I was a big fan of Until Dawn, and this hits a lot of those same notes. It’s very close to FMV, even down to the campiness, so it’s a pretty easy win in my books. The story is fun, the characters are cheesy but in the right way, and the length feels just about right. The best part was when Drew and I played it together on different systems. You get different experiences from the perspectives of different characters, and that can really ratchet things up when it comes time to making choices in the game. Finally, I'll always have a soft spot for games that try to do branching stories, and I’ll always applaud them when they pull it off, even if it isn’t flawless.
You know, a solid third-person Star Wars game. That’s all I really want. Kind of ever. I’m still chasing that Shadow’s of the Empire high. It’s not an easy life to lead, waiting for those good Star Wars games, so when they come out you need to celebrate a little bit. I didn’t experience much of the technical trouble others talked about, so I mostly just enjoyed the solid Sekiro-like fighting and the better-than-usual story. The game itself didn’t blow me away completely, but I really enjoyed my time with it, especially finding all the little bits of history and lore tucked away. I was also surprised how well they spaced out the upgrades, and the overall pace of it, especially coming off of something like Control. My complaints were mostly around some of the backtracking during exploration, the lame chest rewards, and the frustrating or disappointing boss encounters that didn’t feel fun. Actually, that last boss… man, that just felt like the attacks were coming out of nowhere and were unblockable. I really did not enjoy that.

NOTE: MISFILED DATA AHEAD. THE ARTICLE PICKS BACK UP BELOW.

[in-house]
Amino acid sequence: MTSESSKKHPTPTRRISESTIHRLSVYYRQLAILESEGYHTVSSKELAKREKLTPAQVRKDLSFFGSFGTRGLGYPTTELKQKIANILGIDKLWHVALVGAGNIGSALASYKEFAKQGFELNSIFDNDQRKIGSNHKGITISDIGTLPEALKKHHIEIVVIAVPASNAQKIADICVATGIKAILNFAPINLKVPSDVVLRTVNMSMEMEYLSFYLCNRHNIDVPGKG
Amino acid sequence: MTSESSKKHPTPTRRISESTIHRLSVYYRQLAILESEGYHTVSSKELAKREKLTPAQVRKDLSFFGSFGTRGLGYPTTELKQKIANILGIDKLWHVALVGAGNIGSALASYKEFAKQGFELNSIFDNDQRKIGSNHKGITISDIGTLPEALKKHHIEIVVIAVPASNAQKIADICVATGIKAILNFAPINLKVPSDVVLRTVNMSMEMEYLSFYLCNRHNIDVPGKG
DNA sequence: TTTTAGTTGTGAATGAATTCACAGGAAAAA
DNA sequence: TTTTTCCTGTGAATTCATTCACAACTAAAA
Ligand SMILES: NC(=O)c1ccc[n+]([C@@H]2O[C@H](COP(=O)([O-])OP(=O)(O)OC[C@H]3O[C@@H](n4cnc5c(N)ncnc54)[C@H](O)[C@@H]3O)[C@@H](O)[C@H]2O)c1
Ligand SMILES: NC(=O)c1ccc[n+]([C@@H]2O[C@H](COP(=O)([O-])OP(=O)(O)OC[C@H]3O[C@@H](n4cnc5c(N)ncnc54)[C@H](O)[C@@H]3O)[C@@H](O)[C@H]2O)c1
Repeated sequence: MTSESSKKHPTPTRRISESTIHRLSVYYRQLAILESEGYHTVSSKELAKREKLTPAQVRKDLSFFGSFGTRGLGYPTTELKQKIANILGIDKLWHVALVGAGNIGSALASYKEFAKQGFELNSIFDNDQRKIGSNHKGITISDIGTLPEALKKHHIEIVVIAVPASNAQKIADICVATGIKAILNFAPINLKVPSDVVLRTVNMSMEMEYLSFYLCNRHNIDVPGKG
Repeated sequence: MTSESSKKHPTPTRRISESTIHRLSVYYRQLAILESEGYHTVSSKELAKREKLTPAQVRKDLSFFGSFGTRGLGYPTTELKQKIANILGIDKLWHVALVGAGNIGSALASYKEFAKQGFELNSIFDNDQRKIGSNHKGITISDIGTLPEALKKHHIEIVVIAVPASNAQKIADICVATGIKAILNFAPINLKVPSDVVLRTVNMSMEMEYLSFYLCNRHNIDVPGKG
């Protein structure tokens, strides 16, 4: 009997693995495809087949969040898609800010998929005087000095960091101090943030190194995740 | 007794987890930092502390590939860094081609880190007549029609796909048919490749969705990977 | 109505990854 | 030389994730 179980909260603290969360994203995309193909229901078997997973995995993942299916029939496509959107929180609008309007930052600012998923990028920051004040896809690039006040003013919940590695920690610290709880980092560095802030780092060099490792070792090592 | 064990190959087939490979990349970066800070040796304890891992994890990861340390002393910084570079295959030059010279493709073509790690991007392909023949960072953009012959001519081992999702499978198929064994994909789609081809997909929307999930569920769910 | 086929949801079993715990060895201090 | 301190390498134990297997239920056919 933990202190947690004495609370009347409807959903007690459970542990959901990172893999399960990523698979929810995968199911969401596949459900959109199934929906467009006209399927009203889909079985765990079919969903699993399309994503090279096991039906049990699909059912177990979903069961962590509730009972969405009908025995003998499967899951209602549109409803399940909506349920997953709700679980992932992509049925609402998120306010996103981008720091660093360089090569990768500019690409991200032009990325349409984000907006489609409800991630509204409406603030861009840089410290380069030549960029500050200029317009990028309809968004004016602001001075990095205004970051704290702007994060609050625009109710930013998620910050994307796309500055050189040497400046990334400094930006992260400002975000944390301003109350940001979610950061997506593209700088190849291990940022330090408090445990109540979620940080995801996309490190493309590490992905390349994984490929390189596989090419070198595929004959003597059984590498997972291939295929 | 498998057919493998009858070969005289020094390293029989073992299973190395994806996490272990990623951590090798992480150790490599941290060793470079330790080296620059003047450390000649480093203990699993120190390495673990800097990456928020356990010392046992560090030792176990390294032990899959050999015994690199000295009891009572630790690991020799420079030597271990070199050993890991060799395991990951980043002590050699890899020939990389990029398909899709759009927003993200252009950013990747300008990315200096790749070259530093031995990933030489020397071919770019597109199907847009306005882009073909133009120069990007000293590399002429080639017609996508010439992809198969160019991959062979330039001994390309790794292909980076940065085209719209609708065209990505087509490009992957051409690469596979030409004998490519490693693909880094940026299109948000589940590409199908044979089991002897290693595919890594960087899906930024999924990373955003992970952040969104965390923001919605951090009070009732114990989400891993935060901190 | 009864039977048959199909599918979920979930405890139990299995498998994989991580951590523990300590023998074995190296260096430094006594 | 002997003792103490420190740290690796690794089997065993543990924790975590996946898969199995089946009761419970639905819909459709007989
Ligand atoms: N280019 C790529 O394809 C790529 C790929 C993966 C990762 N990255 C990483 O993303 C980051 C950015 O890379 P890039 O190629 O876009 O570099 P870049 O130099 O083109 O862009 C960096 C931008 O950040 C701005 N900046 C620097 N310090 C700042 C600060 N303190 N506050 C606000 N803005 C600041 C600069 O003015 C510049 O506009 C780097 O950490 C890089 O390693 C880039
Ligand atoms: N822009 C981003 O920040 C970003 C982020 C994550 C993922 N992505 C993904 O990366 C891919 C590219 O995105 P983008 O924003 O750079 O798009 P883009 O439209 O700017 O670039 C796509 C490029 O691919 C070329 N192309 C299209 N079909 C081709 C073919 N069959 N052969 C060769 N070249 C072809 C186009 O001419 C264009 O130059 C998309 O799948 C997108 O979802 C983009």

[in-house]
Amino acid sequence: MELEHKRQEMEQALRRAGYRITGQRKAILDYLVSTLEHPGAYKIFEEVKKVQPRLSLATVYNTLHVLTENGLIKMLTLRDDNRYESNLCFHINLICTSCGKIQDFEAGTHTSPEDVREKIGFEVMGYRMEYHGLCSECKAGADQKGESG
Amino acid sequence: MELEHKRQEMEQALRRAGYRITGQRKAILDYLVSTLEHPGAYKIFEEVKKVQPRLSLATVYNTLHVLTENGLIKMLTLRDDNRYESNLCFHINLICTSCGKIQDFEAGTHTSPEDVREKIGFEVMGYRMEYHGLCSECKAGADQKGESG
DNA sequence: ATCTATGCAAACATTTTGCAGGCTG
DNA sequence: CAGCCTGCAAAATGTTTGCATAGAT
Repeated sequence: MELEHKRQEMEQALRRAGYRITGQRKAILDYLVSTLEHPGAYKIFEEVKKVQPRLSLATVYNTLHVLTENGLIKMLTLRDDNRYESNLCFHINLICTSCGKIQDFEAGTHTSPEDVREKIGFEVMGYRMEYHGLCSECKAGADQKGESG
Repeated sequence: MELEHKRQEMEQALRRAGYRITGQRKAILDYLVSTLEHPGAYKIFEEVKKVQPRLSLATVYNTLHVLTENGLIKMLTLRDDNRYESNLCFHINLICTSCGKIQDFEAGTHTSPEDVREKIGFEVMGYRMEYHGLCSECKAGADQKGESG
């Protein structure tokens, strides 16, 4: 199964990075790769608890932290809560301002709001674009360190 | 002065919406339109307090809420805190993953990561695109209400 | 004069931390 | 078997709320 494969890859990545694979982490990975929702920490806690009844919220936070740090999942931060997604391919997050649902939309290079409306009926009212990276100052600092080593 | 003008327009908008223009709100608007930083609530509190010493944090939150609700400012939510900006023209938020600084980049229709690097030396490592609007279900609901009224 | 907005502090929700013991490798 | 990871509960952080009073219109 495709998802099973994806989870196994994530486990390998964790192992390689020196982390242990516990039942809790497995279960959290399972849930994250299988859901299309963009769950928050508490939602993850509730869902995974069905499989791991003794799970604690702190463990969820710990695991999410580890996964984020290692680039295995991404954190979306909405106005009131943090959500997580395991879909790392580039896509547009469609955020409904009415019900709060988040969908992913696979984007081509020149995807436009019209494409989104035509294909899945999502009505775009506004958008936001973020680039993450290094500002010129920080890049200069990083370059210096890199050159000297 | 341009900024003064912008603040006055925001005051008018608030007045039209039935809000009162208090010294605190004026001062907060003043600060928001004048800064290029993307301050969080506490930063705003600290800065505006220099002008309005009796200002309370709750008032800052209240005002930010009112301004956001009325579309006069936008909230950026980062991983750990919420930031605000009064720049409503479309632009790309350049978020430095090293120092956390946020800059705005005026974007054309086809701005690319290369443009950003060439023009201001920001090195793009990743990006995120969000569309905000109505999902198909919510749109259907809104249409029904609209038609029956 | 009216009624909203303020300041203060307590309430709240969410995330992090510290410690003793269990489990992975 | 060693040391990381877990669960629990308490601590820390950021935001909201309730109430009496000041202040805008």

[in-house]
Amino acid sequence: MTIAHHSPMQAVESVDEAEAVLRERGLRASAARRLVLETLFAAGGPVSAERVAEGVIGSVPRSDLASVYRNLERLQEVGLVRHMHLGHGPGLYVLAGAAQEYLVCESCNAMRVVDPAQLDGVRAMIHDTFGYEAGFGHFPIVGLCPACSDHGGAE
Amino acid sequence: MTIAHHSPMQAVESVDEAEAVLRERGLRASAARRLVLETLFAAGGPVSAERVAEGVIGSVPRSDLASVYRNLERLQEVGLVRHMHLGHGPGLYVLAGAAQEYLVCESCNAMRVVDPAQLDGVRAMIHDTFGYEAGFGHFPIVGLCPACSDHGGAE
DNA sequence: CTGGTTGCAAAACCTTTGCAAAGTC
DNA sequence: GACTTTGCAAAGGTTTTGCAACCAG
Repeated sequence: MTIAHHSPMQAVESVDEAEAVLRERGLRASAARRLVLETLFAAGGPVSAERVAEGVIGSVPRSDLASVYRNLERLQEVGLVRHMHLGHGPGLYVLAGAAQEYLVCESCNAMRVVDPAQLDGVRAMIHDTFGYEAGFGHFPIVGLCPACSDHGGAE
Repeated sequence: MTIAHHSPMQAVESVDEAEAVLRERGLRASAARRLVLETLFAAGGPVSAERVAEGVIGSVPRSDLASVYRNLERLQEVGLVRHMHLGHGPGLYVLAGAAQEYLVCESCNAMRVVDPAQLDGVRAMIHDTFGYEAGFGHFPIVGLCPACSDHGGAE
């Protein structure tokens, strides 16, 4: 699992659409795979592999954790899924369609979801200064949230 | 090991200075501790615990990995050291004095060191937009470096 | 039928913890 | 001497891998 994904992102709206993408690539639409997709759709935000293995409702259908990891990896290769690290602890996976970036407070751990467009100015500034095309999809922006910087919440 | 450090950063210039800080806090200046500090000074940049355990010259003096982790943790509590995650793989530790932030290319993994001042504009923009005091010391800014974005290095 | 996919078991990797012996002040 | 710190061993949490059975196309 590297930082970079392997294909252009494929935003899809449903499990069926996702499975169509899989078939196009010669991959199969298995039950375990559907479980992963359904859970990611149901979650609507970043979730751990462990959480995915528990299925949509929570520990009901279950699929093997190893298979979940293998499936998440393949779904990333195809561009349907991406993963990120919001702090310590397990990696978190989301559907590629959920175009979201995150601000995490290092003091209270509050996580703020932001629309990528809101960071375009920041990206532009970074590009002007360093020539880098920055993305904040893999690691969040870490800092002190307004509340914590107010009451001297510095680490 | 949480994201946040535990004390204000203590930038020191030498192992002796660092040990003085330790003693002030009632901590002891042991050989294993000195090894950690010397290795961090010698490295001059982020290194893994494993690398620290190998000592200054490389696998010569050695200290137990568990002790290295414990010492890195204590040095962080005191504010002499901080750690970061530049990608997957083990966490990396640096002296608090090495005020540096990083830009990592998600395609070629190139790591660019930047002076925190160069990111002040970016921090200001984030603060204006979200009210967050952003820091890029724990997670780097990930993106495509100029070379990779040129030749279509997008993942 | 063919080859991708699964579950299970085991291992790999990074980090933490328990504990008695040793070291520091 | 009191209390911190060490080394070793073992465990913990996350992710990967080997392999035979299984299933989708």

When I started playing it, I didn’t really think Disco would make my list. But as time has gone by, I’ve found myself talking about the game more than I expected. I’ve found the experience to be more like a classic point-and-click adventure, heck even more like an old text adventure, than a CRPG--but there’s enough shared DNA between them all to warrant all the overlapping genre comparisons.
The parts of Disco that I like, I really like. I enjoy the writing and the way the game seems to form around you, sometimes subtly and sometimes overtly. I love that they put your adventuring party inside your head and you basically drop points into them to get them to talk more. Overall though, I think I’m enjoying vignettes or specific missions in the game more than the whole of it. I’m not a fan of some of the percentage skill checks and the way they are locked and then re-opened. Also, not a fan of the stat boosts on the items and clothing given you can’t change that stuff at the time of the check. Also, if there’s something I haven’t drilled down into inside a dialogue tree then please don’t grey out the root of that tree!